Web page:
en it




Year: 2018



Quadri, the multi-faceted historic 18th-century Grancaffè and restaurant in St Mark’s Square owned by the Alajmo family since 2010, reopens its doors after a major restoration. A transformation revealing the original magic of the place in a romantic and slightly surrealistic atmosphere imagined by Philippe Starck and crafted by selected Venetian artisans.  
The restoration project was initiated by Massimiliano and Raffaele Alajmo based on the need and desire to preserve the extraordinary heritage of Quadri, and to create a legacy making its mark on both contemporary history and the history of Italian cuisine. 
To operate this delicate restoration, the Alajmos called upon the French creator Philippe Starck. The brothers and Starck met 10 years ago and already collaborated on the creation of two previous restaurants, Caffè Stern a phantasmagoric bacaro in the heart of Paris and AMO a mysterious and elegant café located inside the T Fondaco dei Tedeschi building in Venice. 
Philippe Starck and the Alajmo brothers named Marino Folin, architect and ex-director of the IUAV architecture university, to oversee the work of the best traditional Venetian artisans. Folin was also responsible for contacting local government officials in charge of preserving the artistic heritage of the city and getting their approval on all aspects of the restoration.  
Naturally, Venice itself dictated most of the restoration decisions. One major issue was the phenomenon of acqua alta, the particularly high tides that cause temporary flooding. Quadri is located in one of the lowest parts of the city and the water that enters with each peak tide leaves its mark on the walls and furniture. Rather than fight the inevitable, Starck decided to highlight the effects of the high water by selecting unvarnished brass for the legs of the tables, the reception desk at the entrance and everything else in contact with the floor. The idea is that the metal will oxidize and change colour over time, revealing by the changing tide levels, the pulse of the city.  
The acqua alta parameter is also illustrated in the new graphic identity of the place developed with GBH, a British creative agency that has long been working with Starck. One significant example is the brass lettering that hangs over the entrance on St Mark’s square. Letters were removed and taken to the only foundry left in Venice, Fonderia Valese. The lower half of the letters was left naturally oxidized, while the top half was polished to a gleaming gold, a visual reference to the fine-dining restaurant, Ristorante Quadri, located upstairs which is not affected by the water.  
The restoration of the walls of the ground floor café and bistro, Grancaffè Quadri and Quadrino, was carried out by expert art restorers Anna de Spirt and Adriana Spagnol, who were able to peel back layers of paint to reveal the original stuccowork from the late 1800s and early 1900s.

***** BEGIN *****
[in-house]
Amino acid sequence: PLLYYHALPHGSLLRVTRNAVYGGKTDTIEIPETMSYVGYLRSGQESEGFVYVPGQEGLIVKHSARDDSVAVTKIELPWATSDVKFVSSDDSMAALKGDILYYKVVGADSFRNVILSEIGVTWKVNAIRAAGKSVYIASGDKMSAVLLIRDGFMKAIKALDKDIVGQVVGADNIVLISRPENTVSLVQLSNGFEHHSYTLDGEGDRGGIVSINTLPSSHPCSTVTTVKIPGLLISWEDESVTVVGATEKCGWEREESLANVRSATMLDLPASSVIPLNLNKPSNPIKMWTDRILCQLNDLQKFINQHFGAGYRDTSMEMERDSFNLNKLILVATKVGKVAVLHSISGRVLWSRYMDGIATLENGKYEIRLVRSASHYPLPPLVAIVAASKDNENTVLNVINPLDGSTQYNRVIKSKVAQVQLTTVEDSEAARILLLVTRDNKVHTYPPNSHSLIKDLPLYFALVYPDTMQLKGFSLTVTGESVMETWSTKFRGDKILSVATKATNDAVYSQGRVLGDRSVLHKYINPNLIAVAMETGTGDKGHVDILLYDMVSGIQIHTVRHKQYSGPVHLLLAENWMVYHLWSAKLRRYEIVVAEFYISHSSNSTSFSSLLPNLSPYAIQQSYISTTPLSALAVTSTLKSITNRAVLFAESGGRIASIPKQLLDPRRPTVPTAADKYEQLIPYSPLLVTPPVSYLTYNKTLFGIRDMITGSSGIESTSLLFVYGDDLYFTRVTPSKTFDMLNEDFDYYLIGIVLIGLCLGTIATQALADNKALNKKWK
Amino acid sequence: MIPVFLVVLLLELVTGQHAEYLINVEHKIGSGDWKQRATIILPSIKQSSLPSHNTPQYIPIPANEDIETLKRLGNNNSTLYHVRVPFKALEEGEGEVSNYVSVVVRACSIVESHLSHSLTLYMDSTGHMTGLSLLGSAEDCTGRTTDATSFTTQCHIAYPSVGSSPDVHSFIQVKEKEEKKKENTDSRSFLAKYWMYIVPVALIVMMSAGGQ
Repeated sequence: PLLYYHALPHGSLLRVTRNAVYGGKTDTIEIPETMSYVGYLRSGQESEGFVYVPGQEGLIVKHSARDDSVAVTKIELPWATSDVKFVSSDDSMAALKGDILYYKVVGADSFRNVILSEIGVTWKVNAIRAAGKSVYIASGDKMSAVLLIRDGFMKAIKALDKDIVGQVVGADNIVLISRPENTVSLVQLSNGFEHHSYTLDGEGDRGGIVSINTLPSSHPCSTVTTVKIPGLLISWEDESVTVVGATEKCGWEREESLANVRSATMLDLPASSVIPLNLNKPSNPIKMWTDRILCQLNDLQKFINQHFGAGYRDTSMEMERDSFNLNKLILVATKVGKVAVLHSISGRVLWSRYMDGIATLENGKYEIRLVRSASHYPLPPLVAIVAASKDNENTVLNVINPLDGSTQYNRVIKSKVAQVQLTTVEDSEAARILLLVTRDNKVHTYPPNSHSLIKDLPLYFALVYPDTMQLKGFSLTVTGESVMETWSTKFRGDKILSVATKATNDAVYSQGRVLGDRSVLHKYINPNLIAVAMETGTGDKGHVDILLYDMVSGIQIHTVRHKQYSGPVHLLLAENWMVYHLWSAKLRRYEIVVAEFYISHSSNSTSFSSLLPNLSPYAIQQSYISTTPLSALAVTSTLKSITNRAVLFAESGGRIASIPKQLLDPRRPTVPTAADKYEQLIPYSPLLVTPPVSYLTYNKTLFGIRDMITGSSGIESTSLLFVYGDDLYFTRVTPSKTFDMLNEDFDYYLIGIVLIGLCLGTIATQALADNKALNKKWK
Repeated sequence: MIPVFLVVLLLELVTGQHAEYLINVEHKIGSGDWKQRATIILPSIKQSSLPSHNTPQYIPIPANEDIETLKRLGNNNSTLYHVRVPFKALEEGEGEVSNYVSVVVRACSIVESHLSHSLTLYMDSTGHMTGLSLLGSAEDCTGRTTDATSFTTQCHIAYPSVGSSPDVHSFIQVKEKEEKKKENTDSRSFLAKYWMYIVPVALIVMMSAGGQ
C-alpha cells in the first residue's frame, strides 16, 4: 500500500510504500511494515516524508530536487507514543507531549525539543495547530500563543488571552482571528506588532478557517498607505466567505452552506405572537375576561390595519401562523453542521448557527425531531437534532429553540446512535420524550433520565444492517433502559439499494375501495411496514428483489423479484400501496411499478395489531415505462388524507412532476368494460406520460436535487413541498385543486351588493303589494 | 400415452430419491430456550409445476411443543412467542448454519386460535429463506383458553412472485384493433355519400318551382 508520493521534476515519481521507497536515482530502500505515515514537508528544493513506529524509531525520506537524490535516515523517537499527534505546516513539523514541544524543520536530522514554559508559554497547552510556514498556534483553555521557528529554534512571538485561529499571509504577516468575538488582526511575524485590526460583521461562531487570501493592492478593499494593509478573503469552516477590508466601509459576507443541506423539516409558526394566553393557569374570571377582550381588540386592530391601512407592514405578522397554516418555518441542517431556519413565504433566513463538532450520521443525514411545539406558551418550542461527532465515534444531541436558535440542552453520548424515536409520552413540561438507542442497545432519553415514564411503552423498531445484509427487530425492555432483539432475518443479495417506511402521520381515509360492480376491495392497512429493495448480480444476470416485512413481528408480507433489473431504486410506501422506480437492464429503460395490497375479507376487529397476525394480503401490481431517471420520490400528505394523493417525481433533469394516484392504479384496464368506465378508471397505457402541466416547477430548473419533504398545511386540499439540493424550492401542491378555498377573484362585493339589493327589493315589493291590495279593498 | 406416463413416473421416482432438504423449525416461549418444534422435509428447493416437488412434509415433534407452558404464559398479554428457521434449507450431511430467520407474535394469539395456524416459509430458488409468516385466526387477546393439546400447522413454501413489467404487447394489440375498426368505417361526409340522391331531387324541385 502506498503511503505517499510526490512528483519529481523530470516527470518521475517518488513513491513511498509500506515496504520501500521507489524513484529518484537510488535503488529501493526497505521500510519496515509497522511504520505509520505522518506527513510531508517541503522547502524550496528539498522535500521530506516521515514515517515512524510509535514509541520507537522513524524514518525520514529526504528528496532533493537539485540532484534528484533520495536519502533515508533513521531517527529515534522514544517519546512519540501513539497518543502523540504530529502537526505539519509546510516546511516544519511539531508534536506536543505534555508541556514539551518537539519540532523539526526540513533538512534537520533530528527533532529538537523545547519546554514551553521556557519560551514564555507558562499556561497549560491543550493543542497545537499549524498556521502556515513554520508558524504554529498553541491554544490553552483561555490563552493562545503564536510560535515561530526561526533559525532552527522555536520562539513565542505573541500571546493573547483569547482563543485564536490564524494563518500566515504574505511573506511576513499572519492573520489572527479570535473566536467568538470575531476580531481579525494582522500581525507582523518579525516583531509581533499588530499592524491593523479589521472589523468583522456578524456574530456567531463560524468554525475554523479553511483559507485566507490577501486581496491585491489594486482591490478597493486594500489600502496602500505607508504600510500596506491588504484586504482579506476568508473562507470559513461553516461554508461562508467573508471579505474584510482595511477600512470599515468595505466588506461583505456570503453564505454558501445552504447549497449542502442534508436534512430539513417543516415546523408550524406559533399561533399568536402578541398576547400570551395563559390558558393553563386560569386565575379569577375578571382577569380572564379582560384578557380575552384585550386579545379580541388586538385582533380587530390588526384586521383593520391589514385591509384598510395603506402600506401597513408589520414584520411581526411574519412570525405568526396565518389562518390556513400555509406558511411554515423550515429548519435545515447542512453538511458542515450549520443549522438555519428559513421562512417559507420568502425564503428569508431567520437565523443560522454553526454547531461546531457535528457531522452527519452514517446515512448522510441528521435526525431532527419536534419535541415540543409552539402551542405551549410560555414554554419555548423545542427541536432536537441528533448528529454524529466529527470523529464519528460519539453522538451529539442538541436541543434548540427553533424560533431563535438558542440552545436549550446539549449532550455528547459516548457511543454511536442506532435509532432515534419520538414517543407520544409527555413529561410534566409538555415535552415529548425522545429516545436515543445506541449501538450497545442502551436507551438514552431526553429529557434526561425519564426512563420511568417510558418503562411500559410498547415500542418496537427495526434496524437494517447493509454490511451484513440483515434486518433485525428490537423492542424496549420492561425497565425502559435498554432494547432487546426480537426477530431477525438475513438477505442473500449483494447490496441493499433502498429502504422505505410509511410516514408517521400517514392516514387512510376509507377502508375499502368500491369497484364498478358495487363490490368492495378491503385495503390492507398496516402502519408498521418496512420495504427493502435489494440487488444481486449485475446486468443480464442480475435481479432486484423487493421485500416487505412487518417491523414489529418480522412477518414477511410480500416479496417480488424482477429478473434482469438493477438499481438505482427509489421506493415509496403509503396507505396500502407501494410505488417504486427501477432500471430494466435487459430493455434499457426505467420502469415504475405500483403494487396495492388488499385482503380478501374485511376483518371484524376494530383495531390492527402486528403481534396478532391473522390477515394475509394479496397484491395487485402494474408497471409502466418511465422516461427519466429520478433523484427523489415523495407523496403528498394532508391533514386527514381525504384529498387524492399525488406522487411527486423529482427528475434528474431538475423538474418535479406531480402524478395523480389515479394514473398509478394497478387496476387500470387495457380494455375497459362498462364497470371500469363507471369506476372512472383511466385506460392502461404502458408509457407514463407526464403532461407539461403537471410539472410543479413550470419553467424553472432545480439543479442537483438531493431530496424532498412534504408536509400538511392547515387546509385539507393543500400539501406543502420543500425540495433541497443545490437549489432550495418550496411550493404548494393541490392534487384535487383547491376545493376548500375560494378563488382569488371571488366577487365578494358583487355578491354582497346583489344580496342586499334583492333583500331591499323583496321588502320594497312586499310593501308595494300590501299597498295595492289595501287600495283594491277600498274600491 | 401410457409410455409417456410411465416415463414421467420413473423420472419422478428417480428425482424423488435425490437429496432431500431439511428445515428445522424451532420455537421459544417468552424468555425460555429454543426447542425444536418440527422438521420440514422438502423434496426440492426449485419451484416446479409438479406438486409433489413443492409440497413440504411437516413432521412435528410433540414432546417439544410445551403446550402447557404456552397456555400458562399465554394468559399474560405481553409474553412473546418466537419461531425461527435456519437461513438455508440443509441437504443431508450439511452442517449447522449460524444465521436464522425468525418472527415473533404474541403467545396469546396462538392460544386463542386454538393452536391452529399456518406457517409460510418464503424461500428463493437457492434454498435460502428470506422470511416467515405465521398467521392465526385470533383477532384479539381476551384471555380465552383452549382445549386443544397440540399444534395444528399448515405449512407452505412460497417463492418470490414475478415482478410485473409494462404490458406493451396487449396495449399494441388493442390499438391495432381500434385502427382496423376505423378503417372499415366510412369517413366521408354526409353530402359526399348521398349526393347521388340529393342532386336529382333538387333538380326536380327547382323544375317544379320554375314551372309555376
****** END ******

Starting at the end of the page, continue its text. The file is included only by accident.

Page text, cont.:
Inside Ristorante Quadri on the first floor, Starck’s influence is evident in the décor and the recovery of original architectural details. The previously deep red wall covering is now a rich golden brown. Tessitura Bevilacqua, a historic Venetian fabric maker, produced both the old and new fabrics. During a visit to the poetically ancestral Bevilacqua atelier, Starck selected a fabric made in around 1550 as his model for a pattern that repeats across the room. Then the French creator twisted it to add humor and mental games into the idea of tradition and quality. The depicted faces are these of the Alajmo brothers, and horse-drawn carriages and gondolas give way to satellites and astronauts. 
The large Rezzonico-style Murano glass chandelier from the 1930s was completely restored and hung alongside a new chandelier of the same dimensions and style, but with surrealistic dripping glass details. For both the restoration and the creation of the new chandelier, Philippe Starck called on Aristide Najean. The incredibly talented Frenchman who studied with the greatest Venetian glassblowers, has been living and working in Murano since 1985. 
The painted carpets that lie on the floor of the restaurant were designed by Ara Starck. When painting the carpets, she created a complex game in which central figures move in a phantasmagorical world as a reflection of our subconscious and an invitation to dream. 
And because Venice would not be Venice without mirrors, the Barbini brothers, a family of master glass blowers that has been working in Murano since 1570 and who produced all the mirrors that hang in the Palace of Versailles, were chosen to craft the entrance large mirror and the smaller ones in the bathrooms, all inspired by century-old designs.  
The wooden frames that hold the large windows looking out onto St. Mark’s Square were also restored, thanks to the work of Venetian carpentry firm Capovilla. 

Photo credits: Philippe Starck